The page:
Bleeding for a Change

Truth or Diction

Don’t let unprotected sex with an HIV-positive partner keep you from giving blood to the Red Cross next week. As long as the last sexual contact occurred over a year ago—and you are heterosexual—blood drive volunteers welcome your donation. But if you have had sex with another man since 1977, even once, even with protection, you are disqualified for life. No exceptions.

The Food and Drug Administration (FDA) banished gay donors from the blood supply almost two decades ago admist national hysteria and confusion surrounding HIV. Gay men were dying by the thousands at the hands of the mysterious disease, and media reports of heterosexuals transfused with infected blood only fueled anxiety. With public confidence in the blood supply shattered, the FDA was willing to take drastic action to avert crisis. The resulting gay ban remains in effect today.

The FDA prefers not to describe its policy so crudely, of course, and instead emphasizes the particular “high-risk” behavior in which gay men engage. The word “gay” appears nowhere on donation questionnaires, and the FDA’s published studies refer only to MSMs—”men who have had sex with men.” If accused of bigotry, the FDA can boast that it gladly accepts donations from lesbians and from male virgins of all persuasions.

But glaring inconsistencies within its safety guidelines reveal a homophobia that the FDA vigorously denies. If a man and a woman have sex with the same gay man, for example, the woman may donate blood again after 12 months while both men are barred permanently. More puzzling still, heterosexual sex with an HIV-positive partner only precludes donation for a year; even the most bizarre risk calculus would deem this more dangerous than sex between HIV-negative men.

The FDA denies that stereotypes have influenced its policies, of course, and it seeks refuge from critics behind a veil of statistics. After all, studies show that HIV incidence remains much higher among gay men, even though prevalence among heterosexual males has risen dramatically in the past decade. The CDC reports that in the year 2000, gay men accounted for the majority of reported HIV infections among male adolescents and young adults in America, even though gay men make up less than 10 percent of the population by most estimates.

These figures suggest that sexual orientation may deserve limited consideration in risk analyses, but they do not explain why the FDA has allowed a residue of homophobia to remain on its policies for 17 years. In Sept. 2000, the FDA narrowly rejected proposals that would have reduced the abstinence period required of gay men to either one or five years. About half of the nation’s blood banks publicly supported a one-year rule, which would have lead to 112,000 new donors, according to FDA estimates.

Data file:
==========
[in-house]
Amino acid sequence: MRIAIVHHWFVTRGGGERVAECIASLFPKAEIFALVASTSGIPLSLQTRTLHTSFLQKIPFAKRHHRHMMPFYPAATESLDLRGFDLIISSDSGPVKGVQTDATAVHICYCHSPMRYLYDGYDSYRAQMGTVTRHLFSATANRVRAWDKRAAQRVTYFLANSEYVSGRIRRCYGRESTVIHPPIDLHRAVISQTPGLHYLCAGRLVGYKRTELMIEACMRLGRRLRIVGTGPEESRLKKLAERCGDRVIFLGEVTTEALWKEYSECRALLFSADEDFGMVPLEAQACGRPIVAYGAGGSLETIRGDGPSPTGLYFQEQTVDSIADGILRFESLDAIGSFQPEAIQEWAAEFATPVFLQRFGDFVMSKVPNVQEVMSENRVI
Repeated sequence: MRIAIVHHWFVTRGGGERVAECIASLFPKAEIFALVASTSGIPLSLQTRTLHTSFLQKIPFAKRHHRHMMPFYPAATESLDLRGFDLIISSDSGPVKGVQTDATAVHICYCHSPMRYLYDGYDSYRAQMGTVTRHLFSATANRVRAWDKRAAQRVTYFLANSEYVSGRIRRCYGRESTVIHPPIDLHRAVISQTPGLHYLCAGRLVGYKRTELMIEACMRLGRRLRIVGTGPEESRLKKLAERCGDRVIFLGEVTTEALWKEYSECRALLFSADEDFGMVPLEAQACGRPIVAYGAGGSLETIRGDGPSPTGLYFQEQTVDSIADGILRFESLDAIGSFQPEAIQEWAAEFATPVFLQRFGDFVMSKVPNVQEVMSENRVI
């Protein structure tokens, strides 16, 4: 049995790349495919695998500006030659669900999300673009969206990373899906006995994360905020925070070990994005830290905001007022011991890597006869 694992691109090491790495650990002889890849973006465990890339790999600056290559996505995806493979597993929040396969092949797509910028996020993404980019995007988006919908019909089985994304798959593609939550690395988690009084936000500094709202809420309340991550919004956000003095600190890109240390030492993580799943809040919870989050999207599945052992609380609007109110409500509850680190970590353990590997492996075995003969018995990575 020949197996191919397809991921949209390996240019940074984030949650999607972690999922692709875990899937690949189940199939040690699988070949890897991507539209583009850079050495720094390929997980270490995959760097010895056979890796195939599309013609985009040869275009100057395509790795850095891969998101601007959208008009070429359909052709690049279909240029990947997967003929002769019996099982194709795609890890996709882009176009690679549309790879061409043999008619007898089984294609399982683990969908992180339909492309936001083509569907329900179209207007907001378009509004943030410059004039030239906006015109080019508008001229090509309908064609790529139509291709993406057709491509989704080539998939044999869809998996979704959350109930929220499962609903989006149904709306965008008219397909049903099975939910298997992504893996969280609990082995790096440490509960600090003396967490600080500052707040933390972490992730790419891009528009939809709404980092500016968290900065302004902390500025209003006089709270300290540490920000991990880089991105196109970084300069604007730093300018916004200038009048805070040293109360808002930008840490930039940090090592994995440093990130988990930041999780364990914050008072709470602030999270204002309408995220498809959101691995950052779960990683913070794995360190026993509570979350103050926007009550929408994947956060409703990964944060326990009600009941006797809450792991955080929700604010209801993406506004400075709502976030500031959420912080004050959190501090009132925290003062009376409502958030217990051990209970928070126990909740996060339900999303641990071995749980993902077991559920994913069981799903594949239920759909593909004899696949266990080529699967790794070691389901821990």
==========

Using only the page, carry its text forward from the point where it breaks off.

FDA Medical Officer Andrew I. Dayton insists that the decision was based solely on a scientific analysis of safety, which concluded that evidence supporting reform “was not forthcoming.” In a study Dayton presented before the deciding committee, he estimated that a one-year abstinence rule would introduce about 30 percent more infected blood into the supply ever year, putting up to three more blood recipients at risk of contracting HIV. “We [the FDA] are very sensitive to people’s feelings that they are being discriminated against,” he said. But without alternative estimates, a majority in the cautious committee was dissuaded from reform.

Dayton said he would not be comfortable changing abstinence periods without further research. In the interest of more donors and fairer rules, that research should begin as quickly as possible. At the same time, the FDA and the CDC should evaluate more fundamental changes to its donor screening. Condom use, the number of sexual partners and the type of sex—whether vaginal, anal or oral—determine the risk of HIV transmission more directly than broad identity categories. As BGLTSA Public Relations Chair Marcel A. Q. LaFlamme ’04 points out, “ultimately those statistically riskier categories come from risky behavior,” not sexual orientation.

Incorporating individual behavior into a new risk calculus could make the blood supply safer without relying on stereotypes of gay men. There are practical limits on the level of nuance possible through donor interviews and questionnaires, of course, and Dayton wisely warns against making them too much longer. “If you start asking to many questions, you start getting incorrect answers,” he said. But more accurate assessments of individual risk may only require a few new questions.

The FDA should immediately begin to coordinate studies on the impact of condom use and promiscuity on individual risk, and it should develop a timeline for revising its discriminatory policy on gay men. Thousands of healthy donors will be turned away this year while the Red Cross website pleads for help in addressing an “unprecedented need.” Those who can donate in next week’s blood drive should speak their mind to Red Cross volunteers, and those who are ineligible should let the Red Cross know what it is losing. A stereotype is no reason to put needy patients on a waiting list.

Blake Jennelle ’04 is a social studies concentrator in Adams House. His column appears on alternate Wednesdays.

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